Titanium isotope systematics of refractory inclusions: Echoes of molecular cloud heterogeneity

1,2Quinn R.Shollenberger,2Jan Render1Michelle K.Jordan,1Kaitlyn A.McCain,2Samuel Ebert,2Addi Bischoff,2Thorsten Kleine,1Edward D.Young
Geochimica et Cosmochimica Acta (in Press) Link to Article [https://doi.org/10.1016/j.gca.2022.03.001]
1Department of Earth, Planetary, and Space Sciences, University of California Los Angeles, 595 Charles E Young Dr E, Los Angeles, CA 90095, USA
2Institut für Planetologie, University of Münster, Wilhelm-Klemm-Straße 10, 48149 Münster, Germany
Copyright Elsevier

Calcium-aluminum-rich inclusions (CAIs) are highly refractory objects found in different chondrite groups and represent some of the oldest known solids of the Solar System. As such, CAIs provide key information regarding the conditions prevailing in the solar protoplanetary disk as well as subsequent mixing and transport processes. Many studies have investigated CAIs for their isotopic compositions and reported nucleosynthetic isotope anomalies in numerous elements, which are typically explained by the variable incorporation of isotopically highly anomalous presolar phases. However, with the exception of 54Cr-enriched nanospinels, the exact presolar phases responsible for the isotopic heterogeneities are yet to be identified. To address this issue, we here present in-situ Ti isotopic analyses obtained on a diverse set of CAIs from various CV3 chondrites. The in-situ measurements were performed by targeting individual mineral phases of 15 CAIs with laser-ablation mass spectrometry and indicate significant inter- and intra-CAI isotopic heterogeneity in the neutron-rich isotope 50Ti. This is particularly pronounced for primitive fine-grained CAIs, whereas coarse-grained CAIs, which have been subject to melting, exhibit smaller degrees of Ti isotopic heterogeneity.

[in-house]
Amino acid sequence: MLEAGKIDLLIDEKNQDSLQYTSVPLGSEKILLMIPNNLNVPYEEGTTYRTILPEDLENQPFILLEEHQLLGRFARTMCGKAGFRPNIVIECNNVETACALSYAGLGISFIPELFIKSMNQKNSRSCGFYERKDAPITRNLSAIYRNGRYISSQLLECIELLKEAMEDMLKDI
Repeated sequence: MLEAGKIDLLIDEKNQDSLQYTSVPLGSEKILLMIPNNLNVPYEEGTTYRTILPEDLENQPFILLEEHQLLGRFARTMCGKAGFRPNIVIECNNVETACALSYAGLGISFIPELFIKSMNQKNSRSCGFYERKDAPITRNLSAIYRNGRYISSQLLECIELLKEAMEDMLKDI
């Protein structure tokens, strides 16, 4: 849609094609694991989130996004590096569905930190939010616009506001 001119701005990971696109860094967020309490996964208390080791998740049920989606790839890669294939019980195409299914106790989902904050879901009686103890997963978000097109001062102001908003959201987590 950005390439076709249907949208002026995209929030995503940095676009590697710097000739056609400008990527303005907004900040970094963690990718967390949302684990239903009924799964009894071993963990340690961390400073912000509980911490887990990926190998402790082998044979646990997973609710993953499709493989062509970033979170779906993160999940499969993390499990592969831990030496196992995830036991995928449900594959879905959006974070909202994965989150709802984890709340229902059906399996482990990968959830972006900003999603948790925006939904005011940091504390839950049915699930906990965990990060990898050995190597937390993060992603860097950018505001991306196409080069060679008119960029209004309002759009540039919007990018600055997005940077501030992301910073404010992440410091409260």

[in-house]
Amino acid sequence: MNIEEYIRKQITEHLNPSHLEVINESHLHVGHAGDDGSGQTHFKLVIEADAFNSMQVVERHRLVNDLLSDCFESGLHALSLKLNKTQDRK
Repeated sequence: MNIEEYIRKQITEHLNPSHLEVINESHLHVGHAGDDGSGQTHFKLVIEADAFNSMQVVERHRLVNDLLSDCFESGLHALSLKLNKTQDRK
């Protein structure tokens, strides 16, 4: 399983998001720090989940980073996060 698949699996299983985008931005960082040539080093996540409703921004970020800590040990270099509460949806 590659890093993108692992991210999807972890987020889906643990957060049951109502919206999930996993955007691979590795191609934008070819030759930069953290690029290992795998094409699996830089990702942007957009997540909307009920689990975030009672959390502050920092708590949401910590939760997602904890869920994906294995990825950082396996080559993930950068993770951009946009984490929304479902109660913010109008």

To further investigate this Ti isotopic heterogeneity, we additionally obtained Ti isotopic compositions of sequential acid leachates from two fine-grained and two coarse-grained CAIs derived from CV3 chondrites. In contrast to potential expectations from the first part of the study, we do not observe any significant intra-CAI Ti isotopic heterogeneity between the different leaching steps. The lack of intra-CAI Ti isotopic heterogeneity in the acid leachate samples of this study likely reflects that the leaching procedure is unable to efficiently separate the carriers of isotopically anomalous Ti in CAIs. By comparing the bulk CAI Ti isotope compositions with Ti isotope data for hibonite-rich objects from the literature, we find that the range of Ti isotope compositions recorded by CAIs from various chondrite groups can be accounted for by the averaging of hibonite grains. In turn, the variable Ti isotope compositions of hibonite grains can be explained by the averaging of isotopically diverse presolar grains present in the Sun’s parental molecular cloud. This effect of averaging is statistically supported by the central limit theorem, and the concept has the potential to be useful for other isotopic systems.


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